When your app launches, its one and only application object is created for you (by
UIApplicationMain) as the
shared application object, together with its delegate, adopting the UIApplicationDelegate protocol. The application reports lifetime events to its delegate through calls to protocol-defined methods; other instances can also register to receive most of these events as notifications.
These events, notifying you of stages in the lifetime of your app as a whole and giving your code an opportunity to run in response, are extraordinarily important and fundamental. This appendix is devoted to a survey of them, along with some typical scenarios in which they will arrive.
In the early days of iOS — before iOS 4 — the lifetime of an app was extremely simple: either it was running or it wasn’t. The user tapped your app’s icon in the springboard, and your app was launched and began to run. The user used your app for a while. Eventually, the user pressed the Home button (the physical button next to the screen) and your app was terminated — it was no longer running. The user had quit your app. Launch, run, quit: that was the entire life cycle of an app. If the user decided to use your app again, the whole cycle started again.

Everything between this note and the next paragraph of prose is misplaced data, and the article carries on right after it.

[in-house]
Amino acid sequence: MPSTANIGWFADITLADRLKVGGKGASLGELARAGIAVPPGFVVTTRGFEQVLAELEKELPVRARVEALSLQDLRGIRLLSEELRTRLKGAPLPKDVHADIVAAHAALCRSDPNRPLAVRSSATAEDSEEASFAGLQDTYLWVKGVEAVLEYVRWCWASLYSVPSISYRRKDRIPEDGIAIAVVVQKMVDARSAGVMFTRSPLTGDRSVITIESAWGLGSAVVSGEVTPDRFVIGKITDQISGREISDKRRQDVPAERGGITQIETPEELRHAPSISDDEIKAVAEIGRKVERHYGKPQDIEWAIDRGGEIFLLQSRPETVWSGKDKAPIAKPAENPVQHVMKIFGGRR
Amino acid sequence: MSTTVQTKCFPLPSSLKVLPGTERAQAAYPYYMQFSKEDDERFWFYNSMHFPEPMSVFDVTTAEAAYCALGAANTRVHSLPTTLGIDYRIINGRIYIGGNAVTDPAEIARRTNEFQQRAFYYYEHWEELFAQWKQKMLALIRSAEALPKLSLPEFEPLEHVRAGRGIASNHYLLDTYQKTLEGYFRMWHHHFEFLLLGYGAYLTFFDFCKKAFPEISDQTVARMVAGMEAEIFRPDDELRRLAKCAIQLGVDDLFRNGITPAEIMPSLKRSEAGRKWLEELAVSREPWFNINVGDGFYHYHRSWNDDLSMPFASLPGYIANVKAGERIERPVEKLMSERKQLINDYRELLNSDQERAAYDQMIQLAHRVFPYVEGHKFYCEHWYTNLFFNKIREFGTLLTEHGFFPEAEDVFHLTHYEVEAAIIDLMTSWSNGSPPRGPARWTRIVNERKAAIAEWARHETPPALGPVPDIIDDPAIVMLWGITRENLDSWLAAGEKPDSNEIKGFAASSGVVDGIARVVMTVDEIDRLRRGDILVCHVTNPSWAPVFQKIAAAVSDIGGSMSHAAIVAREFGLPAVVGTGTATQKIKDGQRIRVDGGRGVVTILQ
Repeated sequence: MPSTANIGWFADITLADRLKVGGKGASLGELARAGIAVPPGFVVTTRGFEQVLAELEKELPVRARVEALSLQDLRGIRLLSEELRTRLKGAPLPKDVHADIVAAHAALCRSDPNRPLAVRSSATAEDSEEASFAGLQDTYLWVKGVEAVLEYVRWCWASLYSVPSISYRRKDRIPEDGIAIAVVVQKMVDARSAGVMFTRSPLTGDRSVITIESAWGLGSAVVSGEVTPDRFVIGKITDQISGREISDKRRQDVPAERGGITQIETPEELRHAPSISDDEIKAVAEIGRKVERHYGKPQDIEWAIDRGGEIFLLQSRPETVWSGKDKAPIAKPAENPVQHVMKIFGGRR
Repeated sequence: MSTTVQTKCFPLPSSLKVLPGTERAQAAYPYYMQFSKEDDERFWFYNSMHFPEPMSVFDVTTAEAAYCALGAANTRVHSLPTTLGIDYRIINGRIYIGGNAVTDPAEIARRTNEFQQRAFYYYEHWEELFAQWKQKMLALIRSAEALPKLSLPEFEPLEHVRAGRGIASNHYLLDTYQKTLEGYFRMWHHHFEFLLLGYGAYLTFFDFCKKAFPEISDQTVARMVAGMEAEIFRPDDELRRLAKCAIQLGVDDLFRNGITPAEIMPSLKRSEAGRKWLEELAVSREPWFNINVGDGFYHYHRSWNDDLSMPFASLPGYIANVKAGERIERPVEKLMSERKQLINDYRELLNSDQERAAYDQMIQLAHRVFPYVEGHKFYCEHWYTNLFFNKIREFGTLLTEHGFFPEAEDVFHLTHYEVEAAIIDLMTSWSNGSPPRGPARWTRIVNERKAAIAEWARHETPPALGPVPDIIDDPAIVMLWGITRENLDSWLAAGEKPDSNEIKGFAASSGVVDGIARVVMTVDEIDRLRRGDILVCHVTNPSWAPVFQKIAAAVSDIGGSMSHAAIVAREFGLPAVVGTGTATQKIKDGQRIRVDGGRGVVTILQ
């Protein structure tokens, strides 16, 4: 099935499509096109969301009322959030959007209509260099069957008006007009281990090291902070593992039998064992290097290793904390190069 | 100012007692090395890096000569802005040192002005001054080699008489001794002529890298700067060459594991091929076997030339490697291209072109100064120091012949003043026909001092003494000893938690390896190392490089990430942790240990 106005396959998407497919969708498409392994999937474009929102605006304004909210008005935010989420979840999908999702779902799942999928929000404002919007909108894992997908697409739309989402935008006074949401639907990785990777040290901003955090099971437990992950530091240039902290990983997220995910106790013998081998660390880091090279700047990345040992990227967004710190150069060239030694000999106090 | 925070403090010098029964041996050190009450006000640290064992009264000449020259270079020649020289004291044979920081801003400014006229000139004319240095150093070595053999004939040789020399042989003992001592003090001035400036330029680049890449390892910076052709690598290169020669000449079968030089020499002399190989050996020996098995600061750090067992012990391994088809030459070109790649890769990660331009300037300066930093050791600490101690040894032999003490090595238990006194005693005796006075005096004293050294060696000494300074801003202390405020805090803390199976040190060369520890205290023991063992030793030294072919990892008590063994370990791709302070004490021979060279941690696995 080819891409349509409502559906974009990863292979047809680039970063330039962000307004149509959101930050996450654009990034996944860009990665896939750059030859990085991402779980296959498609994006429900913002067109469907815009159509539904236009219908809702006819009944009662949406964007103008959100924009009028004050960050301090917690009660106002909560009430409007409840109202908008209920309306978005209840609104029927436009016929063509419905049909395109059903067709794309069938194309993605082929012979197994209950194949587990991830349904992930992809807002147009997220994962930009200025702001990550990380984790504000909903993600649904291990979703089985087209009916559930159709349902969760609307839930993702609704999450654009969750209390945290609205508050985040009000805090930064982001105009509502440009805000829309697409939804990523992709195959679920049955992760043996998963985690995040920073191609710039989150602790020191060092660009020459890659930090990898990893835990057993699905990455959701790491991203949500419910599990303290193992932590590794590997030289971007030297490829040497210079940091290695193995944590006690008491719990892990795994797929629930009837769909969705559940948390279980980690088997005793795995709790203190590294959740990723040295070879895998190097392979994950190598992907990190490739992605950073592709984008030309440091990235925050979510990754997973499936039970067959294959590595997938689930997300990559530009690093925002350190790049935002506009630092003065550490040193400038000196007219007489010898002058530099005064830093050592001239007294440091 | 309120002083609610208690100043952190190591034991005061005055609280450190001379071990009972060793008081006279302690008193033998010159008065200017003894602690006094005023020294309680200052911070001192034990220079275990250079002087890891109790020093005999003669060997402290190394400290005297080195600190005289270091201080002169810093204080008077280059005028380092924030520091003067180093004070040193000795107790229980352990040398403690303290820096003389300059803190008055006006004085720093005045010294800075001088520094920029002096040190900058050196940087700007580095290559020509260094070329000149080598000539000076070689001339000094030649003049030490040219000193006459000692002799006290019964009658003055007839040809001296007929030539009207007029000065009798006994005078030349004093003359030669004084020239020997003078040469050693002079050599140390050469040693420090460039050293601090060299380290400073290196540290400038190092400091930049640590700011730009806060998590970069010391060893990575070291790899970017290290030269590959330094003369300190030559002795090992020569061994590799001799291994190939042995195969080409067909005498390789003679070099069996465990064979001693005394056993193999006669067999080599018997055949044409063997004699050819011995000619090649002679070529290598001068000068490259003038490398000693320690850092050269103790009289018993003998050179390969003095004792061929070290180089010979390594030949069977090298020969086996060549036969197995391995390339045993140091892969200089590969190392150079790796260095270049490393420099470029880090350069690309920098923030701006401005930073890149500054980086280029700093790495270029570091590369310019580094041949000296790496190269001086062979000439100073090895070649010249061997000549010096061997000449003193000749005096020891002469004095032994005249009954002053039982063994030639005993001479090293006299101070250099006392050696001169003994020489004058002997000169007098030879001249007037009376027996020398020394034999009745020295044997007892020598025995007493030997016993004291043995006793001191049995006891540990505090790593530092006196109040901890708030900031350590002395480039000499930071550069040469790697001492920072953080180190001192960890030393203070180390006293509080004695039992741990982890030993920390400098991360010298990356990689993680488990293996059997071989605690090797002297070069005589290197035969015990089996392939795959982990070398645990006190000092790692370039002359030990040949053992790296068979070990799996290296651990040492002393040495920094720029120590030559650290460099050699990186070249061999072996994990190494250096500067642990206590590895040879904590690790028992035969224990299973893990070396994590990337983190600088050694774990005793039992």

The reason for this simplicity was that, before iOS 4, an iOS device, with its slow processor and its almost brutal paucity of memory and other resources, compensated for its own shortcomings by a simple ...